God so loved the world...

Holy Saturday (Exodus 14:15-15:1; Exodus 15; Romans 6:3-11; Psalm 117(118) 1-2, 16-17, 22-23; Luke 24:1-12)
The same basic story of the women at the tomb is recounted in all four gospels. However, the evangelists differ in sequence, in wording and in detail, according to the needs of the audience and the theology of the time of writing. Paying attention to such details can help us to hear deeply the teaching of each Gospel writer.

Luke limits his account both in time (one day, it seems) and place (Jerusalem only).

  • Empty tomb (1-12): Now on the first day of the week, at early dawn, (Luke 24:1)
  • Emmaus (13-35): Now that very day two of them were on their way (Luke 24:13)
  • Risen Lord (36-43): While they were saying these things, Jesus himself stood among them (Luke 24:36)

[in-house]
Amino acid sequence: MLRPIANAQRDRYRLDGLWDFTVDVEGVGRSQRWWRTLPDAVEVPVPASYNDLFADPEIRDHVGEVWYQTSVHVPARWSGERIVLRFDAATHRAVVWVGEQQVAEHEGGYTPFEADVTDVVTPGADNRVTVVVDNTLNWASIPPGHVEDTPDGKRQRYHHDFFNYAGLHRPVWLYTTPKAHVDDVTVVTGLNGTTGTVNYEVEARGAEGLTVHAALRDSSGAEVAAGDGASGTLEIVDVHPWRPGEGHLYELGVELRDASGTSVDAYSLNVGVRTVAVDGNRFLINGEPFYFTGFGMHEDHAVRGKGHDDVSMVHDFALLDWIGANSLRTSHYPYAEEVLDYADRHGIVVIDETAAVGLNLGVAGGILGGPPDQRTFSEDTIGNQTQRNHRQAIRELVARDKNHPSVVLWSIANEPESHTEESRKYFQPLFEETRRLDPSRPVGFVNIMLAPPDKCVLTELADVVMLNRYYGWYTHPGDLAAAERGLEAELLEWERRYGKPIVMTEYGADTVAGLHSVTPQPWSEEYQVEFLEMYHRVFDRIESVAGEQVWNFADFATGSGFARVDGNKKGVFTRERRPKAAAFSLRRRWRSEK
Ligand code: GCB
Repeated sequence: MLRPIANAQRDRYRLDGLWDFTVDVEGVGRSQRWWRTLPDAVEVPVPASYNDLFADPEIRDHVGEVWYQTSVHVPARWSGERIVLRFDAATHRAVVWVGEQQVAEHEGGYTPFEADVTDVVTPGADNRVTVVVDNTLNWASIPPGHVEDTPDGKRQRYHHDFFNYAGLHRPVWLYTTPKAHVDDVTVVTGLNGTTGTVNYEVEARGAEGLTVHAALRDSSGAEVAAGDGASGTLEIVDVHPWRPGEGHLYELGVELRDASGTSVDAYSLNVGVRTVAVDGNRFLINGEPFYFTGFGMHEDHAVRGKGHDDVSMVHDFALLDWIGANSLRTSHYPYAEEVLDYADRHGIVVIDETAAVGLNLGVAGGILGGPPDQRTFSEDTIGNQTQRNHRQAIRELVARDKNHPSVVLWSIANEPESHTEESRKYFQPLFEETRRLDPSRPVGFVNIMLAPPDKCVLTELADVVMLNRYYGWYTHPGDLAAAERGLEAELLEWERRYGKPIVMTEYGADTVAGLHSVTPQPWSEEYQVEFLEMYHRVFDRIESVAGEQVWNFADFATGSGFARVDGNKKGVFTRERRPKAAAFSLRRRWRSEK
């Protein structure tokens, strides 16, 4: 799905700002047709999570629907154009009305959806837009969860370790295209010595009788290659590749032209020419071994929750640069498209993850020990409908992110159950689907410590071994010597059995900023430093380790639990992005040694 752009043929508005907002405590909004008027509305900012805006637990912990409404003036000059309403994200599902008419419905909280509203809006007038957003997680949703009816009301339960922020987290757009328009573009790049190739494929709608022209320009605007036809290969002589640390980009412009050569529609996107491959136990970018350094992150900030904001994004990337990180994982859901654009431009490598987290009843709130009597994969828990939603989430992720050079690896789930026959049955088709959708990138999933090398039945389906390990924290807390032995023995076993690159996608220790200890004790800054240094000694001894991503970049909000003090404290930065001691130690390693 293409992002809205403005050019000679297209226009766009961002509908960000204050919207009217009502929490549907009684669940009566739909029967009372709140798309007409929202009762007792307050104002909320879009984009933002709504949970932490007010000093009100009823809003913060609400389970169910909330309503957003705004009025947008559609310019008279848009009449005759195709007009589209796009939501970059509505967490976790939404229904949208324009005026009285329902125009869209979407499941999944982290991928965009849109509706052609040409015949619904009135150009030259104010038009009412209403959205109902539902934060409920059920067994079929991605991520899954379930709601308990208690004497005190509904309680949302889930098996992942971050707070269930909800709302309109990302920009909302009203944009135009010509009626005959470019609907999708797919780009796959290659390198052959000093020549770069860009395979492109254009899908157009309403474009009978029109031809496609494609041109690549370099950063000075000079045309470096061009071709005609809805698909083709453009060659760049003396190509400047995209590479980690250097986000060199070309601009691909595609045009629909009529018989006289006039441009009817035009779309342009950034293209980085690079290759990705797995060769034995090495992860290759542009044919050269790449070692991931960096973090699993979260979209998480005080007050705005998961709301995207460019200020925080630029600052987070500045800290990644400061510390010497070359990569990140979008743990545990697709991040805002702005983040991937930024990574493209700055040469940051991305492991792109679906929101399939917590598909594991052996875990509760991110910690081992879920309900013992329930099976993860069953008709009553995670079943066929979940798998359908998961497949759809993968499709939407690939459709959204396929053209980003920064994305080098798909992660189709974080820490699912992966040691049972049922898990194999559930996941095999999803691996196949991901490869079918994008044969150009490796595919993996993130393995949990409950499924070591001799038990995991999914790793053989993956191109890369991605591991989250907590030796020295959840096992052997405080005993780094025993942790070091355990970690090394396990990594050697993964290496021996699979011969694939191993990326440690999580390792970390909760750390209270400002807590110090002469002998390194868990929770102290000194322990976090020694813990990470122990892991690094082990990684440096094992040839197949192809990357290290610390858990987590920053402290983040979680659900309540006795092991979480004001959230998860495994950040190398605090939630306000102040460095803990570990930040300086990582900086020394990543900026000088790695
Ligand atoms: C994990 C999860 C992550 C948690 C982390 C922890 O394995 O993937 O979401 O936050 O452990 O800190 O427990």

• Commission (44-49): Then he said to them (Luke 24:44)
  • Ascension (50-53): Then Jesus led them out as far as Bethany (Luke 24:50)

At a surface level of story telling, Luke underscores the following: The link with the transfiguration / exodus (two
men); the link with the passion predictions from the ministry; that Jesus is alive — as will be proclaimed in the Acts — the common proclamation of the early church (see Mark 16:6 and matter 28:5-6). The two heavenly figures proclaim tremendous good news: he is not here, he is risen.

But the story as it stands seems to come to an impasse. The women, who evidently believe the messengers, are themselves not believed by the others (men?). Even after Peter makes his way to the empty tomb, it seems nothing has “happened” for him. What now? In a very helpful way, Luke has set the reader up to listen to the Emmaus story. That story is, at its heart, an account of
how to come to resurrection faith. The key is desire. Faith comes alive only after the two on road choose to have the risen Lord in their lives: “Stay with us, because it is almost evening and the day is now nearly over.” (Luke 24:29)